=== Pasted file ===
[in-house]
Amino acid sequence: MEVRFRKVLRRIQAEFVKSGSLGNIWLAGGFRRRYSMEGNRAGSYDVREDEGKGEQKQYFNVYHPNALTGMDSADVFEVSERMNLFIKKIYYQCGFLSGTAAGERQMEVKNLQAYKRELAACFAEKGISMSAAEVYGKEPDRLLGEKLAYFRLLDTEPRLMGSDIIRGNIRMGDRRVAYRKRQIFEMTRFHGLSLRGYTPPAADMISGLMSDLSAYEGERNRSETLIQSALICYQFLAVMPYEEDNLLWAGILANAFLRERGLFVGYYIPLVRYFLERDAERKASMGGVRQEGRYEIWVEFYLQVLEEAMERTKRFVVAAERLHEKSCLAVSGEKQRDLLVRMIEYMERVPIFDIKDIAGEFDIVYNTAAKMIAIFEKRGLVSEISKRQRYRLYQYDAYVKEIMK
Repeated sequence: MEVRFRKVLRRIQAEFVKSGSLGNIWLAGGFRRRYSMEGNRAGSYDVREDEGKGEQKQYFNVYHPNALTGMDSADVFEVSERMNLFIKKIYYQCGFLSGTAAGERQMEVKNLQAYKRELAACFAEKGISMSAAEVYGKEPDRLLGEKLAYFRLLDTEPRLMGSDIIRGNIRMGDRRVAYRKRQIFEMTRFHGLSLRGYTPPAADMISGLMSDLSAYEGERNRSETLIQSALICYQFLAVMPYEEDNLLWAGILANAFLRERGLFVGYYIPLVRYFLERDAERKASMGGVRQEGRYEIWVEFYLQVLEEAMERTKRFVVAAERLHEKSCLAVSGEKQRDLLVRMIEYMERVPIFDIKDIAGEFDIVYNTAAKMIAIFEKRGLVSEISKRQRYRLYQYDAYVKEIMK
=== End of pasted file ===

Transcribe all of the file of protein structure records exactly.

[in-house]
Amino acid sequence: MEVRFRKVLRRIQAEFVKSGSLGNIWLAGGFRRRYSMEGNRAGSYDVREDEGKGEQKQYFNVYHPNALTGMDSADVFEVSERMNLFIKKIYYQCGFLSGTAAGERQMEVKNLQAYKRELAACFAEKGISMSAAEVYGKEPDRLLGEKLAYFRLLDTEPRLMGSDIIRGNIRMGDRRVAYRKRQIFEMTRFHGLSLRGYTPPAADMISGLMSDLSAYEGERNRSETLIQSALICYQFLAVMPYEEDNLLWAGILANAFLRERGLFVGYYIPLVRYFLERDAERKASMGGVRQEGRYEIWVEFYLQVLEEAMERTKRFVVAAERLHEKSCLAVSGEKQRDLLVRMIEYMERVPIFDIKDIAGEFDIVYNTAAKMIAIFEKRGLVSEISKRQRYRLYQYDAYVKEIMK
Repeated sequence: MEVRFRKVLRRIQAEFVKSGSLGNIWLAGGFRRRYSMEGNRAGSYDVREDEGKGEQKQYFNVYHPNALTGMDSADVFEVSERMNLFIKKIYYQCGFLSGTAAGERQMEVKNLQAYKRELAACFAEKGISMSAAEVYGKEPDRLLGEKLAYFRLLDTEPRLMGSDIIRGNIRMGDRRVAYRKRQIFEMTRFHGLSLRGYTPPAADMISGLMSDLSAYEGERNRSETLIQSALICYQFLAVMPYEEDNLLWAGILANAFLRERGLFVGYYIPLVRYFLERDAERKASMGGVRQEGRYEIWVEFYLQVLEEAMERTKRFVVAAERLHEKSCLAVSGEKQRDLLVRMIEYMERVPIFDIKDIAGEFDIVYNTAAKMIAIFEKRGLVSEISKRQRYRLYQYDAYVKEIMK